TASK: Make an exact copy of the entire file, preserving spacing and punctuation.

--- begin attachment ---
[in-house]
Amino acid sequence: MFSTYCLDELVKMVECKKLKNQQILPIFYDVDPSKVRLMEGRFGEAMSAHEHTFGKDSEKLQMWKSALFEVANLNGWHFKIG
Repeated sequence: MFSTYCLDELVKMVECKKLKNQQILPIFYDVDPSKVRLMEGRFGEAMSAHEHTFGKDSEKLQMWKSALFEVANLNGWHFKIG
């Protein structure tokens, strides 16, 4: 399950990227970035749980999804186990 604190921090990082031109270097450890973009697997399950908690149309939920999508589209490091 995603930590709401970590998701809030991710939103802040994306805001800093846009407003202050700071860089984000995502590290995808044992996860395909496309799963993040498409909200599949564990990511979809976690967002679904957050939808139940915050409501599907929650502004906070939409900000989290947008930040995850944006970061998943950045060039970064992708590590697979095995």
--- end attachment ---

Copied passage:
[in-house]
Amino acid sequence: MFSTYCLDELVKMVECKKLKNQQILPIFYDVDPSKVRLMEGRFGEAMSAHEHTFGKDSEKLQMWKSALFEVANLNGWHFKIG
Repeated sequence: MFSTYCLDELVKMVECKKLKNQQILPIFYDVDPSKVRLMEGRFGEAMSAHEHTFGKDSEKLQMWKSALFEVANLNGWHFKIG
């Protein structure tokens, strides 16, 4: 399950990227970035749980999804186990 604190921090990082031109270097450890973009697997399950908690149309939920999508589209490091 995603930590709401970590998701809030991710939103802040994306805001800093846009407003202050700071860089984000995502590290995808044992996860395909496309799963993040498409909200599949564990990511979809976690967002679904957050939808139940915050409501599907929650502004906070939409900000989290947008930040995850944006970061998943950045060039970064992708590590697979095995």